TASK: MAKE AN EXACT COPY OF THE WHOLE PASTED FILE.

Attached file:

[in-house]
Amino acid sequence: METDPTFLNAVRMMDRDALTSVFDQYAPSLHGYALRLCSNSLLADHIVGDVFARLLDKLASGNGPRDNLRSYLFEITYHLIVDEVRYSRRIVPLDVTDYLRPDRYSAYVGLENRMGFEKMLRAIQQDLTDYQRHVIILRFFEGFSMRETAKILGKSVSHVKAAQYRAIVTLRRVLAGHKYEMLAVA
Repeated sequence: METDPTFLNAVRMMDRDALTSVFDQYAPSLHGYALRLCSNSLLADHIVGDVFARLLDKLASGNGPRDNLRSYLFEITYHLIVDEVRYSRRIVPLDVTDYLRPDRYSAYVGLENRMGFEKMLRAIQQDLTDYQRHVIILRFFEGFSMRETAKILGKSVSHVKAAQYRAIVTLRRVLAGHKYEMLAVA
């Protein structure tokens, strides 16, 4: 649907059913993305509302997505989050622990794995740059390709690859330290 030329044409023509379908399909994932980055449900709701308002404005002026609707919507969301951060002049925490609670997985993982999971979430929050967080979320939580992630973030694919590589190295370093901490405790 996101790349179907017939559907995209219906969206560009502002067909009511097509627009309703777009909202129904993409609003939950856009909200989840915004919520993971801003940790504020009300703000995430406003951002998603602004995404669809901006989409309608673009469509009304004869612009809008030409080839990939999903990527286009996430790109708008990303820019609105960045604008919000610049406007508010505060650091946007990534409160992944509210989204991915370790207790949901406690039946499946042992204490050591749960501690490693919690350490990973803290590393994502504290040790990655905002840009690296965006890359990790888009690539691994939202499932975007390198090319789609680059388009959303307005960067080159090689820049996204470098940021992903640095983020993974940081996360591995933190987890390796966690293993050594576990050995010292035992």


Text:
[in-house]
Amino acid sequence: METDPTFLNAVRMMDRDALTSVFDQYAPSLHGYALRLCSNSLLADHIVGDVFARLLDKLASGNGPRDNLRSYLFEITYHLIVDEVRYSRRIVPLDVTDYLRPDRYSAYVGLENRMGFEKMLRAIQQDLTDYQRHVIILRFFEGFSMRETAKILGKSVSHVKAAQYRAIVTLRRVLAGHKYEMLAVA
Repeated sequence: METDPTFLNAVRMMDRDALTSVFDQYAPSLHGYALRLCSNSLLADHIVGDVFARLLDKLASGNGPRDNLRSYLFEITYHLIVDEVRYSRRIVPLDVTDYLRPDRYSAYVGLENRMGFEKMLRAIQQDLTDYQRHVIILRFFEGFSMRETAKILGKSVSHVKAAQYRAIVTLRRVLAGHKYEMLAVA
């Protein structure tokens, strides 16, 4: 649907059913993305509302997505989050622990794995740059390709690859330290 030329044409023509379908399909994932980055449900709701308002404005002026609707919507969301951060002049925490609670997985993982999971979430929050967080979320939580992630973030694919590589190295370093901490405790 996101790349179907017939559907995209219906969206560009502002067909009511097509627009309703777009909202129904993409609003939950856009909200989840915004919520993971801003940790504020009300703000995430406003951002998603602004995404669809901006989409309608673009469509009304004869612009809008030409080839990939999903990527286009996430790109708008990303820019609105960045604008919000610049406007508010505060650091946007990534409160992944509210989204991915370790207790949901406690039946499946042992204490050591749960501690490693919690350490990973803290590393994502504290040790990655905002840009690296965006890359990790888009690539691994939202499932975007390198090319789609680059388009959303307005960067080159090689820049996204470098940021992903640095983020993974940081996360591995933190987890390796966690293993050594576990050995010292035992």